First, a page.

For nearly a decade the Latvian regulators have struggled with determining the future perspective for resolving intellectual property related disputes before the Patent Office of the Republic of Latvia (LPO). Already in 2007 the responsible authorities identified several shortcomings in domestic legislation: among others, it became apparent that the disputes concerning appeals and oppositions brought before the LPO are mostly civil in their nature, as a result the rules of the Latvian Administrative Procedure Law applicable to settle such disputes were often in conflict with the substance of the case.

Since then, the LPO together with various government bodies had worked purposefully to adopt a new law and fill the gaps in several grey areas of industrial property regulation in Latvia, inter alia, by crystallizing the status of the Industrial Property Board of Appeals (BoA) and patent attorneys. The final draft of the law was approved by the Latvian Parliament in early summer 2015, and the new Law on the Industrial Property Institutions and Procedures finally entered into force on 1 January 2016.

According to International Survey on Specialized Intellectual Property Courts and Tribunals conducted by the International Bar Association, most member states of the European Union have developed either specialized intellectual property courts or courts of general jurisdiction that exclusively hear intellectual property cases: those countries include Belgium, Denmark, Finland, France, Germany, Hungary, Italy, Romania, Slovakia, Slovenia, Spain, Sweden, the Netherlands and the United Kingdom. Latvia was not included in the survey because it does not have specialized intellectual property courts. Furthermore, contrary to countries having a separate civil court or specialized tribunal established to examine appeals against the decisions adopted by the respective patent offices, in Latvia, prior to 2016, the appeals and oppositions first examined by the BoA were subsequently scrutinized by the administrative courts in all three court instances, including on the points of law.

The reason as to why the jurisdiction of administrative courts was applicable for challenging the decisions on appeals and oppositions lies in the fact that the BoA was an integral part of the LPO, which, in its turn, is a state institution. Under the Latvian Administrative Procedure Law, the decisions adopted by state institutions can be challenged before the administrative courts. This resulted in fragmentation and ineffective utilization of the dispute settlement system because other claims typically related to intellectual property, for instance those regarding patent or trade mark infringement, are examined within the scope of civil procedure in the courts of general jurisdiction.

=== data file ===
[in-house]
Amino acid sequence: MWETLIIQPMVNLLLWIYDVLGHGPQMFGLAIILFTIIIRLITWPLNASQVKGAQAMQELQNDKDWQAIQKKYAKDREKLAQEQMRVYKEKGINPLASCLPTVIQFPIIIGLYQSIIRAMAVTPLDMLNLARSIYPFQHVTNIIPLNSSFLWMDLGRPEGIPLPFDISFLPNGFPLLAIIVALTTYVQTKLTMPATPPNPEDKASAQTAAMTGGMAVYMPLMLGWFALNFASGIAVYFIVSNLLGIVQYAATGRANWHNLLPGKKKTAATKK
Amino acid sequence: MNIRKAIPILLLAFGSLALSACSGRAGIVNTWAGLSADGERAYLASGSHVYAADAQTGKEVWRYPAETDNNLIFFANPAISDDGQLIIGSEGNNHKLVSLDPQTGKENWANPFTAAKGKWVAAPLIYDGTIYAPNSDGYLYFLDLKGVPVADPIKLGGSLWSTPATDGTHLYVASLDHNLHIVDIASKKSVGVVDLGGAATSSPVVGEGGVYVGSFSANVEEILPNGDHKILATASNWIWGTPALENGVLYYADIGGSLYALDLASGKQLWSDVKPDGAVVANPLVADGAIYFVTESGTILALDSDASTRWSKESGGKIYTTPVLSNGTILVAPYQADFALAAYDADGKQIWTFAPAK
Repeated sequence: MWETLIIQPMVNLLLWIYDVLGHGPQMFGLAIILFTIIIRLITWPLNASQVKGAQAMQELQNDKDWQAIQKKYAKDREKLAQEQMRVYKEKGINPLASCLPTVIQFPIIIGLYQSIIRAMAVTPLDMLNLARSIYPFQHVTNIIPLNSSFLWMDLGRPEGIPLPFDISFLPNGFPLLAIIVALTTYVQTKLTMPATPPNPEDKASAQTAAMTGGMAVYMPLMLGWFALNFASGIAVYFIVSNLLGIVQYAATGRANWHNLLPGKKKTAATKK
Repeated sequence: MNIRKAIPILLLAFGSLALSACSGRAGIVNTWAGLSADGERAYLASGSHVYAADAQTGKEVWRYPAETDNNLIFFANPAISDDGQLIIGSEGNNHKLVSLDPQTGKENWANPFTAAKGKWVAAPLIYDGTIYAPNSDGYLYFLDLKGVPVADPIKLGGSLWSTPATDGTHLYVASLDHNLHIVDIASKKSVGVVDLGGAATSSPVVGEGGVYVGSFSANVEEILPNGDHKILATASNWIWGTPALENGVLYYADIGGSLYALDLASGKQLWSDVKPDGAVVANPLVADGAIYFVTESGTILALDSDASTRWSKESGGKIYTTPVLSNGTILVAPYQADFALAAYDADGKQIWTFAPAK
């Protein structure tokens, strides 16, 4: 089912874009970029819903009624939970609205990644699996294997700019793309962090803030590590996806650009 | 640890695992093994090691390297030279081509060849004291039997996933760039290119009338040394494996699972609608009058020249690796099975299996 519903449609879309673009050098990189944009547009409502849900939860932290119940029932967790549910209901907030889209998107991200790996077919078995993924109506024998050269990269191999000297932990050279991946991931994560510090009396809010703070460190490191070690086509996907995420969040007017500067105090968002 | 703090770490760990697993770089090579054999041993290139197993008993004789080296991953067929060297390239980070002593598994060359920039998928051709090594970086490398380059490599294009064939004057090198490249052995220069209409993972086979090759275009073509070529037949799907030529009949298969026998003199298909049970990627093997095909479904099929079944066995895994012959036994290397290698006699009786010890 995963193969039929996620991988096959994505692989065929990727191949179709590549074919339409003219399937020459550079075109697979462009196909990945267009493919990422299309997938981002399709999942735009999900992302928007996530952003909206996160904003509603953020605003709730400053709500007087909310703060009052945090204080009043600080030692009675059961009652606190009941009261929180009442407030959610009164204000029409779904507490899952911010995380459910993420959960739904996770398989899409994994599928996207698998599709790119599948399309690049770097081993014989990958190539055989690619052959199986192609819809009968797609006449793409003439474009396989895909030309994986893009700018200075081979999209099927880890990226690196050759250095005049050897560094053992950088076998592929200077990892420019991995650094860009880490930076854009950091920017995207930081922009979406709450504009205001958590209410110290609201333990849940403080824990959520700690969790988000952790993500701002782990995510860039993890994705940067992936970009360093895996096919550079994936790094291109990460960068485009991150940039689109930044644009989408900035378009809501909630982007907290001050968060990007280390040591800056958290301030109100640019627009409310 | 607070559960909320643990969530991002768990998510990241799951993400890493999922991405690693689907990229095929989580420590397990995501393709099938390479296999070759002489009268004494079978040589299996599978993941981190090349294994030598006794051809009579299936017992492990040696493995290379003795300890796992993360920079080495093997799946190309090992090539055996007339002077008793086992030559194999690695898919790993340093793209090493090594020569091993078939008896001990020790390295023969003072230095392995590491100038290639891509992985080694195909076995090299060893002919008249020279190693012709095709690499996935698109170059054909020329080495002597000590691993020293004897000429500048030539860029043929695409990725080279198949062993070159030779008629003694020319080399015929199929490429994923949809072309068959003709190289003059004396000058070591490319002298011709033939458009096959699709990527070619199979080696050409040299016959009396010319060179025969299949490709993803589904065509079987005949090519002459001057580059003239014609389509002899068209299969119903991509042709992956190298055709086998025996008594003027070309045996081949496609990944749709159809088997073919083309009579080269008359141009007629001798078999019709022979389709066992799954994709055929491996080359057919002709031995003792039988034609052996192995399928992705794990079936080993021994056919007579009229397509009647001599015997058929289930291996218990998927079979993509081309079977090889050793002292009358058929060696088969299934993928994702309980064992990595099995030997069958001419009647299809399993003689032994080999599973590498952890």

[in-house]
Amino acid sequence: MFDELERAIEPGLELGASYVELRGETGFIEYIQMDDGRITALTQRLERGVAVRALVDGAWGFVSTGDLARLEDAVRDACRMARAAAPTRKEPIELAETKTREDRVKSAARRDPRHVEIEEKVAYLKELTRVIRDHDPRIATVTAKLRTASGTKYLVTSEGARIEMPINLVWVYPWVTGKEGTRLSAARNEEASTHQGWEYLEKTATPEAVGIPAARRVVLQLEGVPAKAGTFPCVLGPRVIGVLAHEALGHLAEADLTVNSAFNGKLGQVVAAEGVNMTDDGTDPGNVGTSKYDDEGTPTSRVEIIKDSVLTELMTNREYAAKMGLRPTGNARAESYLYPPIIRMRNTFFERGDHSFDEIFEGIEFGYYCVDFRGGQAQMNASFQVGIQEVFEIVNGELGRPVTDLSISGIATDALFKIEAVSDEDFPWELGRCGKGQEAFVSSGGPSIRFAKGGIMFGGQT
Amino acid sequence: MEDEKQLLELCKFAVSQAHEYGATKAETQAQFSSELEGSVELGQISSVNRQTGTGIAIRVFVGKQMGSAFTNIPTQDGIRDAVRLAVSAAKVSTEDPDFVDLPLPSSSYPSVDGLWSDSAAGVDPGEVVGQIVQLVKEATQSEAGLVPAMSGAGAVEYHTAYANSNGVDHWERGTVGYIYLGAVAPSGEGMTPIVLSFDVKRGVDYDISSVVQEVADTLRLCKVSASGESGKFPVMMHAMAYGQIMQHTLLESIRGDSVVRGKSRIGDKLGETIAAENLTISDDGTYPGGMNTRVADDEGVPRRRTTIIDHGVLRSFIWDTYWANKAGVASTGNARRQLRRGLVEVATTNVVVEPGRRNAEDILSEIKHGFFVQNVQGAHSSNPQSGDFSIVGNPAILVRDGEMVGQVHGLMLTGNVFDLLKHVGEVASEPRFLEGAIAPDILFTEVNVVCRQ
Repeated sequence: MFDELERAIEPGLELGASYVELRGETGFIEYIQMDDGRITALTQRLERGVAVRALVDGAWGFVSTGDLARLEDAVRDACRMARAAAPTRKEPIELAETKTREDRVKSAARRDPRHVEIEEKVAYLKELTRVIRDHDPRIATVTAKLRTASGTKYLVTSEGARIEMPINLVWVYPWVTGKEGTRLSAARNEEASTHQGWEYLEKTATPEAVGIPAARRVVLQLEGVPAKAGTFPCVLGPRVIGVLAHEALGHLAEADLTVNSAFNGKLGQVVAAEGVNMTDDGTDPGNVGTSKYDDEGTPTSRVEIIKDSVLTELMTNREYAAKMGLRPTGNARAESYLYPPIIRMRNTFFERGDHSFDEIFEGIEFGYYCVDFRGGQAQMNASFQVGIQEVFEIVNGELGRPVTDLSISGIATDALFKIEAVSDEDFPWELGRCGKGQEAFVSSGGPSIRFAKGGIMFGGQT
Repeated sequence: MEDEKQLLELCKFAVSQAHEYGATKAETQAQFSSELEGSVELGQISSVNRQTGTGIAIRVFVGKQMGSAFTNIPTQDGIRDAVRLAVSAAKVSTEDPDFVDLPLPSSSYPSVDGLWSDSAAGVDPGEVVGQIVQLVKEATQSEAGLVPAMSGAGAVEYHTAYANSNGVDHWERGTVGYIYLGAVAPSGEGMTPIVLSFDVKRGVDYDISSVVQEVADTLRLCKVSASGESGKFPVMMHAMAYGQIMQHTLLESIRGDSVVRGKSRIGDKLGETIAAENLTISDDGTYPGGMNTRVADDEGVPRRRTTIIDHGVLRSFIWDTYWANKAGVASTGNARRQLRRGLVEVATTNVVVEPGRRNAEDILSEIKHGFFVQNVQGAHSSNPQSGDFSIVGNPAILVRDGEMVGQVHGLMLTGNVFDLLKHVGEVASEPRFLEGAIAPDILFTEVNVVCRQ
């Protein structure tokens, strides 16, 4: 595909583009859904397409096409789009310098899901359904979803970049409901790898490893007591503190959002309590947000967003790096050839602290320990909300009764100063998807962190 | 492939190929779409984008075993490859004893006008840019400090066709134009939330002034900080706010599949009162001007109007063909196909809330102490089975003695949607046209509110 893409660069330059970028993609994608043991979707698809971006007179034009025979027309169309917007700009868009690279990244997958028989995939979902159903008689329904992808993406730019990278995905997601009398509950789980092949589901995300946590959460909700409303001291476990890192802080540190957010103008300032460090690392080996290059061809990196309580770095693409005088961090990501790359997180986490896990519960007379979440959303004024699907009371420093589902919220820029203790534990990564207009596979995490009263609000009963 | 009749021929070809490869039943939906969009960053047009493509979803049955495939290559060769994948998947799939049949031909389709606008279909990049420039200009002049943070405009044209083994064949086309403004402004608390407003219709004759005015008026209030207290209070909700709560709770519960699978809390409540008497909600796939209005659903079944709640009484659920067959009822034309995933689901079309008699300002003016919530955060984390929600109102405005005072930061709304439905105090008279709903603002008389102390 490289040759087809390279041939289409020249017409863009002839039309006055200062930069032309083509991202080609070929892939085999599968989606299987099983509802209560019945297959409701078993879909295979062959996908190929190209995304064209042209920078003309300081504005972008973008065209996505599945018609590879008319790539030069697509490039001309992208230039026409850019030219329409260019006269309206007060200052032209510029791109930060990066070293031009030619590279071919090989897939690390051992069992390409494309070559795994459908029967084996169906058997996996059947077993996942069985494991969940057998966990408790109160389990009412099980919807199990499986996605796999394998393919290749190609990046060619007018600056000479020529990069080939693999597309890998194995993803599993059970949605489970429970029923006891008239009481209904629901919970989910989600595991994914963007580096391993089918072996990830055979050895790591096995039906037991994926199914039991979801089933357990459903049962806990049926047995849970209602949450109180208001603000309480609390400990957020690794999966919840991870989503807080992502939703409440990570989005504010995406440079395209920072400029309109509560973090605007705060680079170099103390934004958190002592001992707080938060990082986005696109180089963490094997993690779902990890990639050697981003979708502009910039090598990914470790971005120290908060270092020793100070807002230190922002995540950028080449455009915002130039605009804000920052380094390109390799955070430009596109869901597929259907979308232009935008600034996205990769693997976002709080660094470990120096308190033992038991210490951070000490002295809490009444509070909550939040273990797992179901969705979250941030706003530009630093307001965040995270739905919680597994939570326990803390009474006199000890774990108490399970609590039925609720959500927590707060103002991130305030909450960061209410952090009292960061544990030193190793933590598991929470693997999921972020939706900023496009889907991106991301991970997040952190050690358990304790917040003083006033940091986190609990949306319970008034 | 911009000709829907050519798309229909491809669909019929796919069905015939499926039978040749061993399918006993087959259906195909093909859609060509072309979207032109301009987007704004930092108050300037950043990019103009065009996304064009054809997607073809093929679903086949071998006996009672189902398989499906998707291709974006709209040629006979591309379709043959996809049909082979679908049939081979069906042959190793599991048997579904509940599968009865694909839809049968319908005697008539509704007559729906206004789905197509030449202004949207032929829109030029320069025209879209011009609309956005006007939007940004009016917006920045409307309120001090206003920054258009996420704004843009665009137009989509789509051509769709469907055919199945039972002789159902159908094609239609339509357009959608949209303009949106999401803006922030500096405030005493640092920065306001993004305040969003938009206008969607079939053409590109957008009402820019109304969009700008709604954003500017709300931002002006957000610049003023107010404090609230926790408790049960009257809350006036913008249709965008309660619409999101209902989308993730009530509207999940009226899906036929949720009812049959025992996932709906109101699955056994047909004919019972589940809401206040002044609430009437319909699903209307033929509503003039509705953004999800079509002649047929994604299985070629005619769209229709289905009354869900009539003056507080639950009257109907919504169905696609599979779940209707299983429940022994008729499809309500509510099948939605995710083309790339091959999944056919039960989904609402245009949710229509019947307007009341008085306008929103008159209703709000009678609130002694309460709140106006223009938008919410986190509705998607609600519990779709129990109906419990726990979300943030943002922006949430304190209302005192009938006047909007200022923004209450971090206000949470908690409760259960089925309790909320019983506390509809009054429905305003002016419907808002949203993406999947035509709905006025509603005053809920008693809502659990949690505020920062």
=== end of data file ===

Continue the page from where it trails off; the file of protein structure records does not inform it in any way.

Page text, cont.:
Therefore, the Law on the Industrial Property Institutions and Procedures now seeks to establish an independent status of the BoA. In this regard, the appointment procedure relating to the integrity of members of the BoA has been significantly improved: instead of being regular employees of the LPO as it was prior to 2016, the members of the BoA are now appointed directly by the Latvian government for a seven-year term after a recommendation of the Minister of Justice. Hence, the appellants are entitled to challenge the decisions of the BoA in cases concerning appeals and oppositions before the Riga Vidzeme District Court, a civil court of first instance.

In addition, the Law on the Industrial Property Institutions and Procedures provides two additional key features. First, the Latvian authorities have finally imposed a mandatory obligation for all patent attorneys operating in Latvia to have professional liability insurance. Such obligation has long been into force in other European countries (see, for instance, §§ 45 and 45a of the 1966 German Patent Attorney Ordinance). Second, the LPO has switched from being a state-funded budget institution to becoming a self-financed institution. Similarly as the European Patent Office, the LPO now covers its operating and capital expenditure from the procedural fees.

As a result, upgraded e-services and searchable patent, trade mark and industrial design databases are expected soon to be launched, thus together with other improvements forming a highly-anticipated industrial property regulation which puts Latvia on the same page with the rest of Europe.


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